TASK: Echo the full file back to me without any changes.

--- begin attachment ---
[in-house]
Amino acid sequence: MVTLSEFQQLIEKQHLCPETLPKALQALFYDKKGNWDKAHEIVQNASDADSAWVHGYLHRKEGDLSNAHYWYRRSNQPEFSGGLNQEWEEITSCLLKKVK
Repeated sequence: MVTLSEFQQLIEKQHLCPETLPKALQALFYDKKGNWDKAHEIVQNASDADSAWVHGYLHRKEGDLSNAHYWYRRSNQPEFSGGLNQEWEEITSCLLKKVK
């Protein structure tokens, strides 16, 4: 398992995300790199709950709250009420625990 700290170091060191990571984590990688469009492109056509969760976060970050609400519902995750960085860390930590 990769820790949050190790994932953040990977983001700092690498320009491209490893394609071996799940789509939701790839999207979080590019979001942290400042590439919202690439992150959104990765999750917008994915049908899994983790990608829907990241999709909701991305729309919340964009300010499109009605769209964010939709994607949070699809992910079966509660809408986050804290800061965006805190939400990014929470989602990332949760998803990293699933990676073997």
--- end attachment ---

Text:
[in-house]
Amino acid sequence: MVTLSEFQQLIEKQHLCPETLPKALQALFYDKKGNWDKAHEIVQNASDADSAWVHGYLHRKEGDLSNAHYWYRRSNQPEFSGGLNQEWEEITSCLLKKVK
Repeated sequence: MVTLSEFQQLIEKQHLCPETLPKALQALFYDKKGNWDKAHEIVQNASDADSAWVHGYLHRKEGDLSNAHYWYRRSNQPEFSGGLNQEWEEITSCLLKKVK
């Protein structure tokens, strides 16, 4: 398992995300790199709950709250009420625990 700290170091060191990571984590990688469009492109056509969760976060970050609400519902995750960085860390930590 990769820790949050190790994932953040990977983001700092690498320009491209490893394609071996799940789509939701790839999207979080590019979001942290400042590439919202690439992150959104990765999750917008994915049908899994983790990608829907990241999709909701991305729309919340964009300010499109009605769209964010939709994607949070699809992910079966509660809408986050804290800061965006805190939400990014929470989602990332949760998803990293699933990676073997």